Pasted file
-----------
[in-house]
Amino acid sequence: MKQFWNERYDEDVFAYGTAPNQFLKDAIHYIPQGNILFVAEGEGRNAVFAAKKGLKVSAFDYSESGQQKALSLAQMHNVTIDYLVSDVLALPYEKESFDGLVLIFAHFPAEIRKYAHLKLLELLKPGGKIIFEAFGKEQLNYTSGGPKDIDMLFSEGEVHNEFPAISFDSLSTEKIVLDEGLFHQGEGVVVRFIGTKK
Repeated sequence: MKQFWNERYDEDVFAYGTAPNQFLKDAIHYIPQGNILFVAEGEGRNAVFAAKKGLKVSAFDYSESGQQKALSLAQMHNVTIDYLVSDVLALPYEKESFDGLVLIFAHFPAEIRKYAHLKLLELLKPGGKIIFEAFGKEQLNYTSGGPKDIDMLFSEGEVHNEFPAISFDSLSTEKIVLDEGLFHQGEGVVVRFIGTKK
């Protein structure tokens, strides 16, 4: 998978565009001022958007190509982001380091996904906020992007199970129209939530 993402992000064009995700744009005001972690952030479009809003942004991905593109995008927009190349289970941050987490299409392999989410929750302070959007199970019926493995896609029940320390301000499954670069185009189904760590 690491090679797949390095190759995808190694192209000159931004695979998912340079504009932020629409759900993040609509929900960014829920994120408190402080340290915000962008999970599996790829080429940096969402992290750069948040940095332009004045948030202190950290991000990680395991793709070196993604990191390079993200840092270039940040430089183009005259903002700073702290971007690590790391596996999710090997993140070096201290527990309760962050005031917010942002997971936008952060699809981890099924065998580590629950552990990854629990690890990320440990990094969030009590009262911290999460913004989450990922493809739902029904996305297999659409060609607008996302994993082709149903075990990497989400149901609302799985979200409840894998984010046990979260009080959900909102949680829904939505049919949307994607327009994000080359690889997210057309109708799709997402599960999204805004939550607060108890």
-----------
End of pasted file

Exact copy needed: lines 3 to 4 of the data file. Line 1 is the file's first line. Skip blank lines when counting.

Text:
Repeated sequence: MKQFWNERYDEDVFAYGTAPNQFLKDAIHYIPQGNILFVAEGEGRNAVFAAKKGLKVSAFDYSESGQQKALSLAQMHNVTIDYLVSDVLALPYEKESFDGLVLIFAHFPAEIRKYAHLKLLELLKPGGKIIFEAFGKEQLNYTSGGPKDIDMLFSEGEVHNEFPAISFDSLSTEKIVLDEGLFHQGEGVVVRFIGTKK
């Protein structure tokens, strides 16, 4: 998978565009001022958007190509982001380091996904906020992007199970129209939530 993402992000064009995700744009005001972690952030479009809003942004991905593109995008927009190349289970941050987490299409392999989410929750302070959007199970019926493995896609029940320390301000499954670069185009189904760590 690491090679797949390095190759995808190694192209000159931004695979998912340079504009932020629409759900993040609509929900960014829920994120408190402080340290915000962008999970599996790829080429940096969402992290750069948040940095332009004045948030202190950290991000990680395991793709070196993604990191390079993200840092270039940040430089183009005259903002700073702290971007690590790391596996999710090997993140070096201290527990309760962050005031917010942002997971936008952060699809981890099924065998580590629950552990990854629990690890990320440990990094969030009590009262911290999460913004989450990922493809739902029904996305297999659409060609607008996302994993082709149903075990990497989400149901609302799985979200409840894998984010046990979260009080959900909102949680829904939505049919949307994607327009994000080359690889997210057309109708799709997402599960999204805004939550607060108890």